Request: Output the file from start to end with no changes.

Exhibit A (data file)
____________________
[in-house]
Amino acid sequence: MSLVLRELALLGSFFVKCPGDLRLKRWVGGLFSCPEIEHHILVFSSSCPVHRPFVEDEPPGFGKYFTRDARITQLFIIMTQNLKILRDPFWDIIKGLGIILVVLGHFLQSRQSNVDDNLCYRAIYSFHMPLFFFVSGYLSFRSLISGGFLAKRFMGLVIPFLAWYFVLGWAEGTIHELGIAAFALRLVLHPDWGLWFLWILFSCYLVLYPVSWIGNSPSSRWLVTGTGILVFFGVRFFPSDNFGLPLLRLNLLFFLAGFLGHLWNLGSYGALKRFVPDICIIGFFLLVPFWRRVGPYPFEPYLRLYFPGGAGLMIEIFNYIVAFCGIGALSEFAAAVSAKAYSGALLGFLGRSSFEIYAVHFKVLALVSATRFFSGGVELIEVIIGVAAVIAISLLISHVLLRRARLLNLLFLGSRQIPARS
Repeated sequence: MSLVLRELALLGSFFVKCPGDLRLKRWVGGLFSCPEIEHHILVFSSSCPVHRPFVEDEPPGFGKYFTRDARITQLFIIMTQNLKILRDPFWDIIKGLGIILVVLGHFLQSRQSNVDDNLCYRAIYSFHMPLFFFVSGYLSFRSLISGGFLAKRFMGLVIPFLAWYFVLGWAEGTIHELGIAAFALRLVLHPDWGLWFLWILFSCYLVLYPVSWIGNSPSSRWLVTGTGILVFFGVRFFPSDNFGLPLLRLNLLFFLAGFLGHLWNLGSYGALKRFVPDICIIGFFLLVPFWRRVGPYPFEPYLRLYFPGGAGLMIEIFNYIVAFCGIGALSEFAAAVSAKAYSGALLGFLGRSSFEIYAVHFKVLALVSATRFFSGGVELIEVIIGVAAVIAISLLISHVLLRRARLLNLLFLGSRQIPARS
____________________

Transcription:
[in-house]
Amino acid sequence: MSLVLRELALLGSFFVKCPGDLRLKRWVGGLFSCPEIEHHILVFSSSCPVHRPFVEDEPPGFGKYFTRDARITQLFIIMTQNLKILRDPFWDIIKGLGIILVVLGHFLQSRQSNVDDNLCYRAIYSFHMPLFFFVSGYLSFRSLISGGFLAKRFMGLVIPFLAWYFVLGWAEGTIHELGIAAFALRLVLHPDWGLWFLWILFSCYLVLYPVSWIGNSPSSRWLVTGTGILVFFGVRFFPSDNFGLPLLRLNLLFFLAGFLGHLWNLGSYGALKRFVPDICIIGFFLLVPFWRRVGPYPFEPYLRLYFPGGAGLMIEIFNYIVAFCGIGALSEFAAAVSAKAYSGALLGFLGRSSFEIYAVHFKVLALVSATRFFSGGVELIEVIIGVAAVIAISLLISHVLLRRARLLNLLFLGSRQIPARS
Repeated sequence: MSLVLRELALLGSFFVKCPGDLRLKRWVGGLFSCPEIEHHILVFSSSCPVHRPFVEDEPPGFGKYFTRDARITQLFIIMTQNLKILRDPFWDIIKGLGIILVVLGHFLQSRQSNVDDNLCYRAIYSFHMPLFFFVSGYLSFRSLISGGFLAKRFMGLVIPFLAWYFVLGWAEGTIHELGIAAFALRLVLHPDWGLWFLWILFSCYLVLYPVSWIGNSPSSRWLVTGTGILVFFGVRFFPSDNFGLPLLRLNLLFFLAGFLGHLWNLGSYGALKRFVPDICIIGFFLLVPFWRRVGPYPFEPYLRLYFPGGAGLMIEIFNYIVAFCGIGALSEFAAAVSAKAYSGALLGFLGRSSFEIYAVHFKVLALVSATRFFSGGVELIEVIIGVAAVIAISLLISHVLLRRARLLNLLFLGSRQIPARS